Nigel Jarrett attended the BBC Hoddinott Hall for a special BBC NOW Easter concert along with two guest conductors: Jonathon Heyward and Steven Devine.
Vaughan Williams leaves his soloist stranded, possibly in a state of mute metaphysical transport, before the end of the Five Mystical Songs. On record or in broadcast, the disappearance of the baritone is total as the choir, which has chivvied him on his journey until the end of the fourth number, takes over with its stirring rendition in the fifth and final, having itself returned to more solid ground on which to sing praise. In concert, the poor chap has to stand there, robbed of music before his time, while the choir and orchestra get on with it. In a penguin suit, looking transported is not the easiest of roles.
Something of the same coming-and-going is seen and heard in J.S.Bach’s Easter Oratorio, in which the equally distributed, stand-and-deliver arias for alto, tenor and soprano are combined with almost ad hoc permutations for them as storytellers. Moreover, the choral input at the start has to wait until the very end to resume and conclude. In live performance the choir sits it out behind the orchestra like spectres come to judge. It all seems odd for a liturgical feast day, though in both pieces the choral tailpieces are mightily sounded, as celebration and communion shift from personal to collective.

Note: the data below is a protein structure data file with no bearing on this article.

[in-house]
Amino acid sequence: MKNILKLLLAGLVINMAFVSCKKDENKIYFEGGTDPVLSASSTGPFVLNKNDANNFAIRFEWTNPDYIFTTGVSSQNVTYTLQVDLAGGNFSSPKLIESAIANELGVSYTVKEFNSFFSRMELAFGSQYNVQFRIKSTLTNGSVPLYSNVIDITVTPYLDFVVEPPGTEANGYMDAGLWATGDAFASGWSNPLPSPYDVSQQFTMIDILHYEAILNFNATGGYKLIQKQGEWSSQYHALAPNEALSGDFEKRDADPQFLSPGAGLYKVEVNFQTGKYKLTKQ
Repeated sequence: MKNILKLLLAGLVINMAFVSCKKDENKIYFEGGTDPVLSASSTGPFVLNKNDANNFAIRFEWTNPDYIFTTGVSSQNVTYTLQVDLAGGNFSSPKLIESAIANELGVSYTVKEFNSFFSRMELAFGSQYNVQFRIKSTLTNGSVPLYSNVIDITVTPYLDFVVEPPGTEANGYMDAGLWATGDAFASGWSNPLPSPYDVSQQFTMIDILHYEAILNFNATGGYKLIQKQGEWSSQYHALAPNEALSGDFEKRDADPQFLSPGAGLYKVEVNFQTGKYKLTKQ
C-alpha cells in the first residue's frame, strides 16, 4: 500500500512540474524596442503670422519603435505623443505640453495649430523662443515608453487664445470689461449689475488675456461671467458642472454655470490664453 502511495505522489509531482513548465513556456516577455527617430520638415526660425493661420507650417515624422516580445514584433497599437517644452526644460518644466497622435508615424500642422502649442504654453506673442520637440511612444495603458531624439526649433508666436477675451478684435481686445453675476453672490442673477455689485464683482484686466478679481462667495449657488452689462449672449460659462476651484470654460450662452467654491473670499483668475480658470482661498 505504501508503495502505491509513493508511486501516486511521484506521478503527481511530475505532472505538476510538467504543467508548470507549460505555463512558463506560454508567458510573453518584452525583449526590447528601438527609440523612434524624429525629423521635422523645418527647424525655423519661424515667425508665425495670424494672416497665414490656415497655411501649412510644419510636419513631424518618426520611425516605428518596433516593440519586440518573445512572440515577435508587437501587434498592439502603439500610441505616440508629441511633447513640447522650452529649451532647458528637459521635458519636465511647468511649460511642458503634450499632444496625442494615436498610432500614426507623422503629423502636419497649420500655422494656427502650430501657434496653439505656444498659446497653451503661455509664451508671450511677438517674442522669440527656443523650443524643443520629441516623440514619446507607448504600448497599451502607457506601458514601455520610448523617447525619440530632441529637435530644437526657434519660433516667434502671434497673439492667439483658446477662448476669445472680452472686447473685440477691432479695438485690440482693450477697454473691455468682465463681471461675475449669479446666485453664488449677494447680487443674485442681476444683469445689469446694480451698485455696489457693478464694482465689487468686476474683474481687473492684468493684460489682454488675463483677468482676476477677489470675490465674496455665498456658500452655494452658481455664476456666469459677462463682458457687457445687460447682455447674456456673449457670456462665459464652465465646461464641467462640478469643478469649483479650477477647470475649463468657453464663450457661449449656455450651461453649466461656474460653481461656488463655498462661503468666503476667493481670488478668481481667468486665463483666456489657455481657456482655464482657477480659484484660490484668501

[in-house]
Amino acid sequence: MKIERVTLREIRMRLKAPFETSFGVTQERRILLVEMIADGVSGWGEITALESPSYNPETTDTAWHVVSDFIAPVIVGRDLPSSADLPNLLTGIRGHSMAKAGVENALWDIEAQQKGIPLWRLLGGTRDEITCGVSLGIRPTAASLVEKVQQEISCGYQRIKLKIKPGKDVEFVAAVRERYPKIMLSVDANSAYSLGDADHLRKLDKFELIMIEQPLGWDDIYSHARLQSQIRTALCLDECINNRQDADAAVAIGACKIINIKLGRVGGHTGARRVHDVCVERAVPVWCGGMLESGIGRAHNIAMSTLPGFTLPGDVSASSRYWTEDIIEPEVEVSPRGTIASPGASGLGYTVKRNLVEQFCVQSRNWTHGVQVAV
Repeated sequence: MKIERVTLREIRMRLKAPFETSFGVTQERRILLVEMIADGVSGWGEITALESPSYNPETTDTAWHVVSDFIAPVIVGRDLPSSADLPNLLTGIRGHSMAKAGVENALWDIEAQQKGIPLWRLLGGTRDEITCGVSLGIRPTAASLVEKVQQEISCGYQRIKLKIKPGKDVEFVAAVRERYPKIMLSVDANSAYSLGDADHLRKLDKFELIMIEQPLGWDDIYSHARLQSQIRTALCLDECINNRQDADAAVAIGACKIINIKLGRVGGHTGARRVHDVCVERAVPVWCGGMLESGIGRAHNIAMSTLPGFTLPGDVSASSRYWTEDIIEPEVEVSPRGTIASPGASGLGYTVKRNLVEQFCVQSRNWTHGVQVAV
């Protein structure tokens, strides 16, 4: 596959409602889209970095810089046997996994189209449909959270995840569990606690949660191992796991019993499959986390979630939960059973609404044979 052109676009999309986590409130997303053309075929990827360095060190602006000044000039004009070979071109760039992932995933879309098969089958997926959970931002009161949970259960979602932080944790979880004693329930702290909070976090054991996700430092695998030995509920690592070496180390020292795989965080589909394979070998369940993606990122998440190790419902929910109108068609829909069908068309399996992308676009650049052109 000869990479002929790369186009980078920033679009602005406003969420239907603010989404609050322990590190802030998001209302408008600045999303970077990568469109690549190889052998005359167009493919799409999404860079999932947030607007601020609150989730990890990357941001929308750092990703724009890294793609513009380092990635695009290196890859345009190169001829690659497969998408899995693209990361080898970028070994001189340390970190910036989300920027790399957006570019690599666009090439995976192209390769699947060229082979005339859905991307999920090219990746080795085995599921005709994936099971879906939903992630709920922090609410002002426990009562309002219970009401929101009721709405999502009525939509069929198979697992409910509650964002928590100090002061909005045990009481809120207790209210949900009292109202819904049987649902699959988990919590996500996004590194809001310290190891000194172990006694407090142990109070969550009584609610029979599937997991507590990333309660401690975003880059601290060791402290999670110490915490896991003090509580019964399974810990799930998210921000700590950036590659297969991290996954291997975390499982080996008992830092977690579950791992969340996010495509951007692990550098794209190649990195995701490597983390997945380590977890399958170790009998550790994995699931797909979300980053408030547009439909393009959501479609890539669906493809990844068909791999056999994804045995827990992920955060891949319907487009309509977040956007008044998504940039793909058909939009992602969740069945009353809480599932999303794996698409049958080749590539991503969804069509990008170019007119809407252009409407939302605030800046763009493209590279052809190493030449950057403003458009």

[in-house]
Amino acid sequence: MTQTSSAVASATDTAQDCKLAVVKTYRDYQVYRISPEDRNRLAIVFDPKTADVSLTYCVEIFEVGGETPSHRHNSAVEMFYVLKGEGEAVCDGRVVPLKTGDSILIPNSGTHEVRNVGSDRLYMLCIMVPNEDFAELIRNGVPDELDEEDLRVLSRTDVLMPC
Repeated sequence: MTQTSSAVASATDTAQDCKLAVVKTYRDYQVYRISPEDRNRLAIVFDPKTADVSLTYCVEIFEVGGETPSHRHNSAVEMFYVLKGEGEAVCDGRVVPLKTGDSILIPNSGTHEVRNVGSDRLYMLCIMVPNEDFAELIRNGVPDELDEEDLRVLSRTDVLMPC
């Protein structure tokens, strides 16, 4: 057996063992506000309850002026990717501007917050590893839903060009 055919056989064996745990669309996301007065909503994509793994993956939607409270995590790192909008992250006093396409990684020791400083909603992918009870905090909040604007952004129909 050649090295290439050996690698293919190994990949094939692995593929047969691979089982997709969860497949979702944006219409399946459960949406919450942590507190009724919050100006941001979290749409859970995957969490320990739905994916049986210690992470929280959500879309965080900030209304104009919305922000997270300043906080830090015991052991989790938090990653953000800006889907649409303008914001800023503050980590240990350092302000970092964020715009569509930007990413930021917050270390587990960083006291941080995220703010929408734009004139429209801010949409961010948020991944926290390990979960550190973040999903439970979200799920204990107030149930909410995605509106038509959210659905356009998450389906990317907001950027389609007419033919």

The controversy surrounding the Bach work – briefly, caused by the musical and textual re-shaping of a cantata – does not much concern the musicians at a concert like this, though the imperfections do have a bearing on the need for everyone to wring the utmost from the depiction of what must have been a shocking event: the crucified Christ risen, no less, to live again. What the Easter Oratorio has always lacked is slightly greater length, more complexity, and deeper mystery; and a banishing of the inclination to compare it with those of the composer’s larger-scale religious works that have them. Directed here from the keyboard by Steven Devine, standing in for the indisposed Jonathan Cohen, it was evenly despatched, with some lovely solo work from members of the BBC NOW’s reduced orchestra and singing from Anna Dennis, William Towers, Nick Pritchard, and William Dazeley that made the right connections even if it was here and there under-projected – more the fault of Bach and his librettist than anyone delegated to despatch.